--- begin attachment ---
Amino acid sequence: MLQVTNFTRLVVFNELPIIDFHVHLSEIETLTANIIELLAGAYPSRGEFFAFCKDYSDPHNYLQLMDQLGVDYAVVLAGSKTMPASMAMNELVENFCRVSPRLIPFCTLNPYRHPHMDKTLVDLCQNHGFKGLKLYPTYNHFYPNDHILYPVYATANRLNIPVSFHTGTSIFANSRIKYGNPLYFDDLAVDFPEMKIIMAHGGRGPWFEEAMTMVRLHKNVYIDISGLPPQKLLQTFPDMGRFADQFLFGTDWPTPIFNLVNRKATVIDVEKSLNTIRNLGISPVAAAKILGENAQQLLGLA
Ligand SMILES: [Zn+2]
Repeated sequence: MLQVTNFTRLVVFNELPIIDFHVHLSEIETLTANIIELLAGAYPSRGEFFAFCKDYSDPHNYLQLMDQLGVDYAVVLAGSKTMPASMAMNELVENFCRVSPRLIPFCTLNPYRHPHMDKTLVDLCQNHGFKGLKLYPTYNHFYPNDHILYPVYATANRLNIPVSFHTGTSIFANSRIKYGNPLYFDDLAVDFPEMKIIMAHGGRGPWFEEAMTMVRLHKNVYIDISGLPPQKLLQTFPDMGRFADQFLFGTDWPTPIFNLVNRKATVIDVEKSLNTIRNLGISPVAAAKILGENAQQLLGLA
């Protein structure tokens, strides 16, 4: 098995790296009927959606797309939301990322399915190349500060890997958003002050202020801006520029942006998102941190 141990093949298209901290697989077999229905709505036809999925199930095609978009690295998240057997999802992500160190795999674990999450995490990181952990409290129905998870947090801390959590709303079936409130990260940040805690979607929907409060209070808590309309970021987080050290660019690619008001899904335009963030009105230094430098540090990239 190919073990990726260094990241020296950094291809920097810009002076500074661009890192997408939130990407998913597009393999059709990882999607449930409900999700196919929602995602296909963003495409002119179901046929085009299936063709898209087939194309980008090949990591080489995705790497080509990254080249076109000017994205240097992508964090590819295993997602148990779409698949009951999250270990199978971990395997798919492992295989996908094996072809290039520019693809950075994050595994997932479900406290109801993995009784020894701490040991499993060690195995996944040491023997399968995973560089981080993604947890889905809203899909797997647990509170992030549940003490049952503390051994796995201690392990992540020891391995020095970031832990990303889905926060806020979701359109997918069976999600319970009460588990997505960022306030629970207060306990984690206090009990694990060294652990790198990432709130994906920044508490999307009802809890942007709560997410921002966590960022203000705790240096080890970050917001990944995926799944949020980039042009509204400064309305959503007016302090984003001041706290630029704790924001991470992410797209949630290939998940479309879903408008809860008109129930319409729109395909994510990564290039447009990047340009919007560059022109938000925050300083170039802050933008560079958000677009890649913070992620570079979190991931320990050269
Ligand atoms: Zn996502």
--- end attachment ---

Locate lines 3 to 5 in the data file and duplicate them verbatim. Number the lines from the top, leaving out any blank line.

Repeated sequence: MLQVTNFTRLVVFNELPIIDFHVHLSEIETLTANIIELLAGAYPSRGEFFAFCKDYSDPHNYLQLMDQLGVDYAVVLAGSKTMPASMAMNELVENFCRVSPRLIPFCTLNPYRHPHMDKTLVDLCQNHGFKGLKLYPTYNHFYPNDHILYPVYATANRLNIPVSFHTGTSIFANSRIKYGNPLYFDDLAVDFPEMKIIMAHGGRGPWFEEAMTMVRLHKNVYIDISGLPPQKLLQTFPDMGRFADQFLFGTDWPTPIFNLVNRKATVIDVEKSLNTIRNLGISPVAAAKILGENAQQLLGLA
């Protein structure tokens, strides 16, 4: 098995790296009927959606797309939301990322399915190349500060890997958003002050202020801006520029942006998102941190 141990093949298209901290697989077999229905709505036809999925199930095609978009690295998240057997999802992500160190795999674990999450995490990181952990409290129905998870947090801390959590709303079936409130990260940040805690979607929907409060209070808590309309970021987080050290660019690619008001899904335009963030009105230094430098540090990239 190919073990990726260094990241020296950094291809920097810009002076500074661009890192997408939130990407998913597009393999059709990882999607449930409900999700196919929602995602296909963003495409002119179901046929085009299936063709898209087939194309980008090949990591080489995705790497080509990254080249076109000017994205240097992508964090590819295993997602148990779409698949009951999250270990199978971990395997798919492992295989996908094996072809290039520019693809950075994050595994997932479900406290109801993995009784020894701490040991499993060690195995996944040491023997399968995973560089981080993604947890889905809203899909797997647990509170992030549940003490049952503390051994796995201690392990992540020891391995020095970031832990990303889905926060806020979701359109997918069976999600319970009460588990997505960022306030629970207060306990984690206090009990694990060294652990790198990432709130994906920044508490999307009802809890942007709560997410921002966590960022203000705790240096080890970050917001990944995926799944949020980039042009509204400064309305959503007016302090984003001041706290630029704790924001991470992410797209949630290939998940479309879903408008809860008109129930319409729109395909994510990564290039447009990047340009919007560059022109938000925050300083170039802050933008560079958000677009890649913070992620570079979190991931320990050269
Ligand atoms: Zn996502």